Joe Federer [15:51] So, I kind of break social networks down in terms of not so much the network itself But rather the structure of the network. So when you look at a platform like Facebook, you have a mutual kind of relationship. Adding friends, right? So there’s, there’s a curation that’s happening, here’s my in-group, and the people outside of my group are not going to see my content. So there’s a little bit of kind of realism to the participation that I have in that space. When I say something on Facebook, I know that there’s a one to one correlation between me as an offline person and what people will kind of attribute this thing that I’ve said too, I think when you go to a platform like Instagram, so you know, if you call that kind of your manage self like this is these are the relationships that we build with the people that we know offline and who know us offline. And we are identified clearly as our offline selves. So that being a managed self, I think, when you go to a platform like Instagram, you know, you often have the same friend connections that you did on Facebook. But for most of us there is this default openness to our presence there. So not only are we reaching the people who, you know, we’ve followed, and I think that that verbiage is even kind of weird, I think it’s like that we follow each other in these spaces, we don’t add each other as friends. And that because we know that we’re discoverable by this broader world of people that we don’t know, through hashtags through our location through tagging, I think we put on a little bit more idealized version of ourselves in those spaces where we have this potential to reach far outside of just our own friend group. And then when you go down to a platform like Reddit, you have two totally different kinds of pieces of the structure there. So no longer are you identifiable as your offline self. You are anonymous, or pseudo-anonymous, whichever, whichever you want to call it. So you have this username that you make up that follows you around through your participation in the site, and secondly, you’re not organized around this kind of follows or these friend connections, you’re organized around communities that don’t care so much about you as an individual and are more interested in what do you democratically kind of offer as your feedback to this community’s content. And the community is going to try to take that into account for all of the users that participate there. So not only, you know, are you organized within a community, but the content that bubbles up there, it doesn’t matter if I’m in like California, or New York or Australia, if I go to a Reddit community on any given day, I see the same content as everybody else. And so it facilitates this kind of shared experience that allows people to be a little bit more expressive, to explore new ideas that they’re not really willing to wear as a badge within these other social networks. And you end up seeing a really broad kind of flourishing of the types of conversations and the types of interactions that people have in those spaces. So, in broad strokes, I think you’re, when you’re on a platform like Facebook, you know, what you’re doing is representing an idea or a part of yourself to your friend group. When you’re on Instagram, you’re kind of creating this; you’re manifesting an ideal version of yourself. And then when you go to a platform like Reddit, you’re in a little bit less filtered mode, you’re more expressive, you’re more candid, you’re able to explore these kinds of different places that you probably wouldn’t if you are in a platform like Instagram or Facebook.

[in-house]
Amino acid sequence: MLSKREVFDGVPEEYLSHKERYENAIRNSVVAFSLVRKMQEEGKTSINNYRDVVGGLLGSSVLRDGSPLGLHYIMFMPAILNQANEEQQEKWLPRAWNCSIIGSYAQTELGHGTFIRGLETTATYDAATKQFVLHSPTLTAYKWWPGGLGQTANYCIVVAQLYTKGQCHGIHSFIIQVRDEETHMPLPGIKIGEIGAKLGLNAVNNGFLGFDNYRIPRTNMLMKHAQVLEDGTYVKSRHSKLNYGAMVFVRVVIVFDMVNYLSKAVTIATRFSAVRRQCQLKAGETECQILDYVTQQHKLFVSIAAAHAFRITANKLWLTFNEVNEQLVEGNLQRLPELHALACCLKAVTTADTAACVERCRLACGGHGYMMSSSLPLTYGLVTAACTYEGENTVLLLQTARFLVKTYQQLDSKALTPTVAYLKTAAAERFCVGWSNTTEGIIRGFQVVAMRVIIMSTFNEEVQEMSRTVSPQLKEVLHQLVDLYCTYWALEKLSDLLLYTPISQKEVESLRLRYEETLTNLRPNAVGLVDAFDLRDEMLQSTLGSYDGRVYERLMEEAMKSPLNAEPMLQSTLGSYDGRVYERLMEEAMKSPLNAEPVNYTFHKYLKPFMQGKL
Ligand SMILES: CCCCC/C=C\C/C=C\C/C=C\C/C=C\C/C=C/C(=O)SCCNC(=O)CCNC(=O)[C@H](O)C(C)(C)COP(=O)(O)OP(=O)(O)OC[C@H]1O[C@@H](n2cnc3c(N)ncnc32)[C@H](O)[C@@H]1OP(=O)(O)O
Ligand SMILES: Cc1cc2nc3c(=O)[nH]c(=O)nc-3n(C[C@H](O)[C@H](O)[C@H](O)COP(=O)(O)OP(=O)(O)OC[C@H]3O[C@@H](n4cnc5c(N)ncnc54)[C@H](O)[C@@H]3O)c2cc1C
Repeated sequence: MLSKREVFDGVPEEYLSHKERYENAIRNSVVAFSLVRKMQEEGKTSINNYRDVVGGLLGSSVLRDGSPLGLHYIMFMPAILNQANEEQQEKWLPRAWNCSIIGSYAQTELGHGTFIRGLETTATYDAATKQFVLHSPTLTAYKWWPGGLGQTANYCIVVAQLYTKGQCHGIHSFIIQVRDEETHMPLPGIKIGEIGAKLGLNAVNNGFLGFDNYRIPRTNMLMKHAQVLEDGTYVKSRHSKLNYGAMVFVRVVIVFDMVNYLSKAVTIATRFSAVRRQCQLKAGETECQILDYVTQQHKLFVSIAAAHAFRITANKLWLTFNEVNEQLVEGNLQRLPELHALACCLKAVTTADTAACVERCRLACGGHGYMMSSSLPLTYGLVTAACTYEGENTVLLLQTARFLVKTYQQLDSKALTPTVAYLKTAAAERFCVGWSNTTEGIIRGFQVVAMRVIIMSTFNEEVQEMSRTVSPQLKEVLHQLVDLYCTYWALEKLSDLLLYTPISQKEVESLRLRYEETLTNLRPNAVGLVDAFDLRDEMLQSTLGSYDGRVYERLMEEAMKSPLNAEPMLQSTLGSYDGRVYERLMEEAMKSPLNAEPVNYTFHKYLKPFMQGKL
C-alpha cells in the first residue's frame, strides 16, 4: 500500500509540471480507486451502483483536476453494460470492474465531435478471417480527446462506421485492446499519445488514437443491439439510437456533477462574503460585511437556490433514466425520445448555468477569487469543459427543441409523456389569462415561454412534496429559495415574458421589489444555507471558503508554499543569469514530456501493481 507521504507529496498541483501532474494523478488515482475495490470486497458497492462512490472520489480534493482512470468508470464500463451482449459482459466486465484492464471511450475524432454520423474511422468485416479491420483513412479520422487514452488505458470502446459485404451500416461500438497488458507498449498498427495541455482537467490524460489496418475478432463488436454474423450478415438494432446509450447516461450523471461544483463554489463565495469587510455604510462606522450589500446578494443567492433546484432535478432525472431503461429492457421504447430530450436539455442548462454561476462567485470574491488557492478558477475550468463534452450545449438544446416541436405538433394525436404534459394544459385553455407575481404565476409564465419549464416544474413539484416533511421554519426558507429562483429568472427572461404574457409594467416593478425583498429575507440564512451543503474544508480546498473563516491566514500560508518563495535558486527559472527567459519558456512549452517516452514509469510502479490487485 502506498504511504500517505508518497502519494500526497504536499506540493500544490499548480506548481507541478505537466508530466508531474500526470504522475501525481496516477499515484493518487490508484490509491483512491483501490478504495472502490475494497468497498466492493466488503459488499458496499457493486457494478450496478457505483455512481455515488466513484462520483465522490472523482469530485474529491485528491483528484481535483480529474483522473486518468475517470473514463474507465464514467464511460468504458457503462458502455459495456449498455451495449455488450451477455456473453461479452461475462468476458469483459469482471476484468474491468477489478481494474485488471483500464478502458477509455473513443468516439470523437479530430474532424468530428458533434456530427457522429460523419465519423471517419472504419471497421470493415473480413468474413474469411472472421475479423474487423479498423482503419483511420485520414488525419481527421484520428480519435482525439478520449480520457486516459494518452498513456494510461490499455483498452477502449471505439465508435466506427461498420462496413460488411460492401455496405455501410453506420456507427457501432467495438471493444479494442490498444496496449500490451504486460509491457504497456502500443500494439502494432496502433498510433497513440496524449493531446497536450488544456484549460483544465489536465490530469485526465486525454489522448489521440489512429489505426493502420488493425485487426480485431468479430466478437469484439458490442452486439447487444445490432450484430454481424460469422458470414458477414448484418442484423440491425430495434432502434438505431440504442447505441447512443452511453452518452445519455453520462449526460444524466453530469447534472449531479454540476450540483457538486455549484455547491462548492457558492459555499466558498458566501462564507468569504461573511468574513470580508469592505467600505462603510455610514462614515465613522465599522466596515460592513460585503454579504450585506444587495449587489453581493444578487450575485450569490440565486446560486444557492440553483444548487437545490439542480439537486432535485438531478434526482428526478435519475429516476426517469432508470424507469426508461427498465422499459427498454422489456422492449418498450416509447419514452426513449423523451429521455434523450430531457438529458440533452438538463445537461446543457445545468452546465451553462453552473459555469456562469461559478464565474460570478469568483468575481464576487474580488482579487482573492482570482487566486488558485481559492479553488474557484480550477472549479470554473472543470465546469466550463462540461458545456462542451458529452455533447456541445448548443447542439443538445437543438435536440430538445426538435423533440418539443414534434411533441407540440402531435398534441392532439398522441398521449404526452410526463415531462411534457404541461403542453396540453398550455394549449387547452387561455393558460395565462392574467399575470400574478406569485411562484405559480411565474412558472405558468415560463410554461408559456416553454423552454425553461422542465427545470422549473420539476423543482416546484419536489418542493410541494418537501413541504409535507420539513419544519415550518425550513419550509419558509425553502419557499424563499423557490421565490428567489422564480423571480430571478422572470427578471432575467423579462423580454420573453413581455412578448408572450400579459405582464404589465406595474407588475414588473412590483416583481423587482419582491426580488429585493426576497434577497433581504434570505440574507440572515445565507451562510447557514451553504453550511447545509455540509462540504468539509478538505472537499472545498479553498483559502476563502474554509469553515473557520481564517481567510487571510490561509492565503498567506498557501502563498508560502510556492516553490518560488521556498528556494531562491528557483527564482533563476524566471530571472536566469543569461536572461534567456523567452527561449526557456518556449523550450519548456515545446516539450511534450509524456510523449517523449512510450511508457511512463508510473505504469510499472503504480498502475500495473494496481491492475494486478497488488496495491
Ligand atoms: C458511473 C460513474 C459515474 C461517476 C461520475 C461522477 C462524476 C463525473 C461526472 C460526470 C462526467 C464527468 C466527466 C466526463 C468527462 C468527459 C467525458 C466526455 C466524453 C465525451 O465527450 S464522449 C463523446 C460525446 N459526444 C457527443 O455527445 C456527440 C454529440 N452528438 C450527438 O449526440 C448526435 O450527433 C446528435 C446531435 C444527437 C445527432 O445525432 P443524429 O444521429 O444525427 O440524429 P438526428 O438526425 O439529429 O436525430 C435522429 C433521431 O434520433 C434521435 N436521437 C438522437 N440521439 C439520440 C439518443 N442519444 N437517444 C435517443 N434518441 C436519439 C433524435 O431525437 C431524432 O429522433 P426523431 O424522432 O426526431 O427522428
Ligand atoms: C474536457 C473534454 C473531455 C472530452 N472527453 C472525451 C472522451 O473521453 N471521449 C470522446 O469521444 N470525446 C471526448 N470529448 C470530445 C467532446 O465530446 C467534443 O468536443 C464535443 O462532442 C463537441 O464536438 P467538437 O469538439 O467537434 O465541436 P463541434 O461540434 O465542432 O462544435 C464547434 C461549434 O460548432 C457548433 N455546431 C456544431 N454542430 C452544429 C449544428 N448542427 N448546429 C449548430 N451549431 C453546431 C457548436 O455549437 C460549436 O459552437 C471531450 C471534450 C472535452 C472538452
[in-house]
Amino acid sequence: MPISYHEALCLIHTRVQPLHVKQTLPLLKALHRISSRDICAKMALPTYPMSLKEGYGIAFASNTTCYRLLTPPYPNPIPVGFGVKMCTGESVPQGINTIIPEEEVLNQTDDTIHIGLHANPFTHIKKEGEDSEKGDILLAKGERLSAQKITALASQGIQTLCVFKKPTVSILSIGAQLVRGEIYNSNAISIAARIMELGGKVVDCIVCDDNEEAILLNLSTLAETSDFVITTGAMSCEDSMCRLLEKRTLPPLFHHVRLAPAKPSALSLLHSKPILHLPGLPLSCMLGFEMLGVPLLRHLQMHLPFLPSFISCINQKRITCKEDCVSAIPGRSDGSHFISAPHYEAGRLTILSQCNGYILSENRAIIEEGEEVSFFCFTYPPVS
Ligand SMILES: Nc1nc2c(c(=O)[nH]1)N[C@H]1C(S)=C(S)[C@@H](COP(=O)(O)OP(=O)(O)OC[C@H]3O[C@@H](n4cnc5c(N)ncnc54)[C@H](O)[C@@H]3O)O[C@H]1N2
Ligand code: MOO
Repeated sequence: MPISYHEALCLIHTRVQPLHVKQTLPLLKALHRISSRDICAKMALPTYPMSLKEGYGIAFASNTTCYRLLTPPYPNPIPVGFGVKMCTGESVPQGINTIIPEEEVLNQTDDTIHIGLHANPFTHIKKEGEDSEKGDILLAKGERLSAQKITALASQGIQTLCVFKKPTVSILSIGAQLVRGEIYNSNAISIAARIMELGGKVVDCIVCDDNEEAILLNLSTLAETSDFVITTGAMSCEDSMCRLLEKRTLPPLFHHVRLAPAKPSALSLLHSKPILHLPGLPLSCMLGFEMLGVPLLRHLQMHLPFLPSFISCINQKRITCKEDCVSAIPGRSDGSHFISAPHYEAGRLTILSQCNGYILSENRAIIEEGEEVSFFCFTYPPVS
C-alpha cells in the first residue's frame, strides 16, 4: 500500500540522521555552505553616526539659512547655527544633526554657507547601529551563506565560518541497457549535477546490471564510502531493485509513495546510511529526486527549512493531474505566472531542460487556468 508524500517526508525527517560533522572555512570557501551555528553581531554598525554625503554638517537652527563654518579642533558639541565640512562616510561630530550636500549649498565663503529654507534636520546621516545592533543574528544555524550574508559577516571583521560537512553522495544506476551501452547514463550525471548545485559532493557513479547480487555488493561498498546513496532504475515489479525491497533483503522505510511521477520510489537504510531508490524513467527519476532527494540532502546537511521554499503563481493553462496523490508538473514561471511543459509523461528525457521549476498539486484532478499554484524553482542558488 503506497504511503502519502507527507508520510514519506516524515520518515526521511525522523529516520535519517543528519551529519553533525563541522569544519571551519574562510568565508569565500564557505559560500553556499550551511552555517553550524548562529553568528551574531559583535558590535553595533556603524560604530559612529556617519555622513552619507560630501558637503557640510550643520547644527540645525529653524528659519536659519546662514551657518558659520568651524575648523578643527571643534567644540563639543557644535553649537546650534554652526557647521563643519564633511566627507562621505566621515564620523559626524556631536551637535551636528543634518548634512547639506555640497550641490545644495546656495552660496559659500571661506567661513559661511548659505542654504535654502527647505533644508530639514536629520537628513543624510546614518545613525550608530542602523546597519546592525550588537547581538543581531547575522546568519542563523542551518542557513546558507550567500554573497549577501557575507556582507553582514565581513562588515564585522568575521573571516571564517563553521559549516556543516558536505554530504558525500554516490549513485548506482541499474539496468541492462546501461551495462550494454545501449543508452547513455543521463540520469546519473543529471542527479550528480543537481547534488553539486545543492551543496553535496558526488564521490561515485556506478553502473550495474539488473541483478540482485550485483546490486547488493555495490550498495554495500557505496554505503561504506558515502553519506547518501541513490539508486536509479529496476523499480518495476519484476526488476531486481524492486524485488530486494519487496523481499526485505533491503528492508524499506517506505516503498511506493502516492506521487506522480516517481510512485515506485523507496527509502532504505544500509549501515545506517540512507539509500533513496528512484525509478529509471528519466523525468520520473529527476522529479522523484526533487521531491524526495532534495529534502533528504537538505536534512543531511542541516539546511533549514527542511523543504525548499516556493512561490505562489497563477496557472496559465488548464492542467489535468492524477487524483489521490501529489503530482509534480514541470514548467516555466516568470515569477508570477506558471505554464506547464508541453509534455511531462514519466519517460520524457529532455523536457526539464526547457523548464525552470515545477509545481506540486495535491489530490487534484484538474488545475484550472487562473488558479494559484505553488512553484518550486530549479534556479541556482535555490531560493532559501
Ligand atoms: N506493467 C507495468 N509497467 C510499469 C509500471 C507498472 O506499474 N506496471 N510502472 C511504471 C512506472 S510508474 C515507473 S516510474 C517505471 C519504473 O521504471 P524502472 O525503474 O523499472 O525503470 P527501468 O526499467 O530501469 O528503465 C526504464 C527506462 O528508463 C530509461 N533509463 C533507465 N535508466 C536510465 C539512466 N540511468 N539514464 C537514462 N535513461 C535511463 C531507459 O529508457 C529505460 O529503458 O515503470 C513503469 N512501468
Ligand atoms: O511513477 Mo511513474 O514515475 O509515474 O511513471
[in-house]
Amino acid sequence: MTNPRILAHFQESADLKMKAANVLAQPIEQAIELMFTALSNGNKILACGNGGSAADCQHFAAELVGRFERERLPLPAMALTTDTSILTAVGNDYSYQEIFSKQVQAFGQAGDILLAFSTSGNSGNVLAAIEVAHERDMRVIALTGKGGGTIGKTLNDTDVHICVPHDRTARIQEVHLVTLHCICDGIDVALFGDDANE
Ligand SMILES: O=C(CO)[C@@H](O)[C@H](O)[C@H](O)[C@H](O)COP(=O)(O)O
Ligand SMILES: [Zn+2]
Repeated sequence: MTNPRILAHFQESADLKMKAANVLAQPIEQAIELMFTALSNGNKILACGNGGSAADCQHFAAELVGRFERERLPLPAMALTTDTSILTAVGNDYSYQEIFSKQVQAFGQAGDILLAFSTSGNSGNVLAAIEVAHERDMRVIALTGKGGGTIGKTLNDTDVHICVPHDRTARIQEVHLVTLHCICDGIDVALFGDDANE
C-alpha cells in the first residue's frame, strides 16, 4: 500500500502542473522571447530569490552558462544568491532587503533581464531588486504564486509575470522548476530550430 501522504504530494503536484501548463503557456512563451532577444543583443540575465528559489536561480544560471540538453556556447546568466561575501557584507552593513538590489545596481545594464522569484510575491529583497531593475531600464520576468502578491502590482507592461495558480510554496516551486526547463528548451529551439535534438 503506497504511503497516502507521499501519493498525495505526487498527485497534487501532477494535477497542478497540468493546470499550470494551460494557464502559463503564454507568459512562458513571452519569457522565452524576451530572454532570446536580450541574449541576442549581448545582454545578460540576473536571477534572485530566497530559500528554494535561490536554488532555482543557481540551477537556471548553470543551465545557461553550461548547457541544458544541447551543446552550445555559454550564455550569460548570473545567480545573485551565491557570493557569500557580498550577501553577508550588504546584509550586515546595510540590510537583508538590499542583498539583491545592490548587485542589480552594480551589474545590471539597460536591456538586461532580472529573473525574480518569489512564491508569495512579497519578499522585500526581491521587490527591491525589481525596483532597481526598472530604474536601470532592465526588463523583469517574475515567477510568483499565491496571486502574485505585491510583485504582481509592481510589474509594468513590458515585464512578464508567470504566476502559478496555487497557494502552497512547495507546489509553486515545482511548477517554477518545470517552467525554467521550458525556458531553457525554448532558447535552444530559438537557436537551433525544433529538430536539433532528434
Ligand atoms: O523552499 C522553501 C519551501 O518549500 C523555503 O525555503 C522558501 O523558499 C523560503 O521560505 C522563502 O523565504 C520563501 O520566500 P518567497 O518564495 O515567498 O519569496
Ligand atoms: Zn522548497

Jim Keeney [19:39] So the nature of engagement if you’re a brand, radically changes in those three scenarios, right?